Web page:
(By the way, with a last name like “Kibble,” I needn’t tell you I’ve long been the target of similarly juvenile barbs.)

Prithee, how does Vidal’s focus on Bush’s complicity in 9/11 help keep “people corralled in a neat and tidy pen”? This is a “safe” alternative theory?

Sorry, the pen isn’t all that “neat and tidy.” Unlike most of their cynical, wised-up European counterparts, many Americans need to believe that their leaders could maybe make some mistakes—-we’re all human, after all—-but, goshdarnit, it’s just crazy to suggest that the Prez could have deliberately ordered those fighter planes to stand down—-or, for that matter, palyed a role in detonating the Twin Towers.

Yet anything that subverts our sense of complacency, anything that contributes to a climate of suspicion and disrespect for those in power,  should be welcomed. As it happens, I don’t care for Micahel Moore that much, either. But he does have his uses. He asked some hard questions and after a screening of “Farenheit 9/11,” I heard a woman in the audience yell out, “Throw these murdering cocksuckers in jail,” to a round of hardy applause. Is that “safe and tidy”? To me, this sounds like possible seeds of doubt and therefore rebellion.

I listen to Stephanie Miller on Air America and have noted that one of her cohorts, Jim, has a “conspiracy corner” in he which offers, among other things, the “darker” alternative conspiracy theory to the cause of the Twin Towers’ collapse, i.e., the controlled-demolition scenario, focusing on the timing and angle of the building’s respective falls, and so on. He is regularly teased about his “marginal” views, but I suspect he is sincere and clearly he strikes a sympathetic chord among some listeners. I have also checked out some websites that make similar claims.

But if it is indeed a “FACT that WTC1, WTC2 and WTC7 collapsed from controlled demolition[s],” then I’m sure you can adduce appropriate FACTUAL evidence (from demolitions experts, etc.) to support this claim. Since I already regard Bush and his PNAC cronies as mass murderers, I would be more than happy to believe that they played a more sinister role in 9/11 than even the “official” alternative theory suggets and will thus be happy to accept your version at face value if you can present a carefully marshalled, point-by-point array of data that will convince me you’re right.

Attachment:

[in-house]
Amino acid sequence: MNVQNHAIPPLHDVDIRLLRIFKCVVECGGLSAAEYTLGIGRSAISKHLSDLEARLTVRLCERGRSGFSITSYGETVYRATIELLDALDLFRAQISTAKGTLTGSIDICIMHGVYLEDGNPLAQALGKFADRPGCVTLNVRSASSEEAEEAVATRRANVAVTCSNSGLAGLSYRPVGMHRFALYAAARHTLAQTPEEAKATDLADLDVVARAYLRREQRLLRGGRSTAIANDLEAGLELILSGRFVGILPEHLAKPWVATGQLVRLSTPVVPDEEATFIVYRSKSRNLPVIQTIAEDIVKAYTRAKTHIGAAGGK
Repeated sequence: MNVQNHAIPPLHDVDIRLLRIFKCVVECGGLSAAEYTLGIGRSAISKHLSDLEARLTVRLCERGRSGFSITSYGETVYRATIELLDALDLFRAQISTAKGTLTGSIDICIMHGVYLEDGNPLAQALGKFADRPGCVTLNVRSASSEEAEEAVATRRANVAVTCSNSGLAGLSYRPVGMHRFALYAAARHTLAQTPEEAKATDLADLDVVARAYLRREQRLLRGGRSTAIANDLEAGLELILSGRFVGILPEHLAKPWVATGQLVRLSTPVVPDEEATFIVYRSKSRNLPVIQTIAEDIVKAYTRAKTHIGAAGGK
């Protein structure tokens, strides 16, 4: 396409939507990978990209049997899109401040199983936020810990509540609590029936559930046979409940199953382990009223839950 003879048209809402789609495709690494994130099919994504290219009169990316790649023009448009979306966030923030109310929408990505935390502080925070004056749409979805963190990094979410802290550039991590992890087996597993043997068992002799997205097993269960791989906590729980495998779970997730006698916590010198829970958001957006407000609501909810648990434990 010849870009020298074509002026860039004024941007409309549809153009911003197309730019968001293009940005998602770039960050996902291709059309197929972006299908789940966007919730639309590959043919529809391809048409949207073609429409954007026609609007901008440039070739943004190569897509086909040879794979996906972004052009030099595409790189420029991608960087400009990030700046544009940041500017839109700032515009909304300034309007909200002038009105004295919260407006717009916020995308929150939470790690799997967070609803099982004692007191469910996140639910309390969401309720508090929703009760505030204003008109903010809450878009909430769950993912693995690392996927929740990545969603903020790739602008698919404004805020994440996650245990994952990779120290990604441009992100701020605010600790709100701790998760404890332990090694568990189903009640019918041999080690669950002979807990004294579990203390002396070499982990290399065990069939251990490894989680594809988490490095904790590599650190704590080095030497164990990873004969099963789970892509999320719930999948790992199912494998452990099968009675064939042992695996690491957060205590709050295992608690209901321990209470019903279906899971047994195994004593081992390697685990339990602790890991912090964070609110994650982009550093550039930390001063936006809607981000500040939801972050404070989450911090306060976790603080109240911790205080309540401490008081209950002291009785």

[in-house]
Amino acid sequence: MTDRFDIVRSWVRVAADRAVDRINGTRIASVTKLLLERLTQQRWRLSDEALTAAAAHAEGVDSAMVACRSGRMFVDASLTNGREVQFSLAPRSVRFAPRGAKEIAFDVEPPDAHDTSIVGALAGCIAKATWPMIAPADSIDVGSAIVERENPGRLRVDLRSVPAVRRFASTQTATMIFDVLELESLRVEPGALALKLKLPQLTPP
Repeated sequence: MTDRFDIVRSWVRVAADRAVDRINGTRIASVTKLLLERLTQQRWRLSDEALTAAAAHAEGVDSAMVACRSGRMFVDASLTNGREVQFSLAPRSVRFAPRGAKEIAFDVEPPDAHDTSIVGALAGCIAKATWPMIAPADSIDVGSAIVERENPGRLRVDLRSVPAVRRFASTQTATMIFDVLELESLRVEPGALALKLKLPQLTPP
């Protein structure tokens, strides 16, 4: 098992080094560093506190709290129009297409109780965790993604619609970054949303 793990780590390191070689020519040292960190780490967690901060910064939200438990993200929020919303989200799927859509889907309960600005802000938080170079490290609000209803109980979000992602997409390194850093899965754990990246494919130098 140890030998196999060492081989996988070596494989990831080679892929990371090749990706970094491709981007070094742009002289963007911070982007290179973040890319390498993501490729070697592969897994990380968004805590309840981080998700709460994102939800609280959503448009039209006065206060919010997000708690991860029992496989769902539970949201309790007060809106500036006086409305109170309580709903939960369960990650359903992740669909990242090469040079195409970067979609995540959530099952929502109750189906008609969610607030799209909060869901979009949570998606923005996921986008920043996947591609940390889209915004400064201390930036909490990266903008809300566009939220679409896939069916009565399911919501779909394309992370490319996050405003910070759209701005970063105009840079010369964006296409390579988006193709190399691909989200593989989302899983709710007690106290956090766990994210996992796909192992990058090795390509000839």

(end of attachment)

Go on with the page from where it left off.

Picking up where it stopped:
Since you’ve read Vidal’s pamphlets (or so I gather), then you must know that his attacks on PNAC have been unsparing. Wolfowitz et al. did indeed want “a new Pearl Harbor.” And they got it.

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By MARIAM RUSSELL, September 22, 2006 at 10:52 am Link to this comment
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Do we have a hope of ever knowing who killed JFK…Do we know who, aside from Tim McVeigh was involved in the bombing of the federal building….NO, NO, AND NO, WE ARE NOT GOING TO KNOW HOW COMPLICIT OUR OWN GOVERNMENT WAS IN THE 9/11 TRAGDEY.
It is enough to know that our government lied, used these sad events for their own ends, which makes them very suspect. That alone should be enough to cause the voters to throw the bastards out and start again…...but we do not….so we will deserve whatever we get…..which begins to look like plenty because it looks like our congresscritters are going to give the OK for torture. HOW DO YOU THINK THAT WILL PLAY OUT OVER THE YEARS. NOW YOU CAN SEND JOHNNIE TO TORTURE UNIVERSITY IF HE HAS A PENCHANT FOR SETTING PUPPIES ON FIRE OR BLOWING UP FROGS. OF COURSE THERE IS THAT CHANCE THAT HE MAY PISS OFF THE WRONG PERSON AND BE WATERBOARDED AND TOSSED OUT OF A PLANE OVER THE ATLANTIC, PACIFIC, OR GULF. CHOICE IS WONDERFUL….ARGENTINA ONLY HAD THE SOUTH ATLANTIC.

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By MARIAM RUSSELL, September 22, 2006 at 9:01 am Link to this comment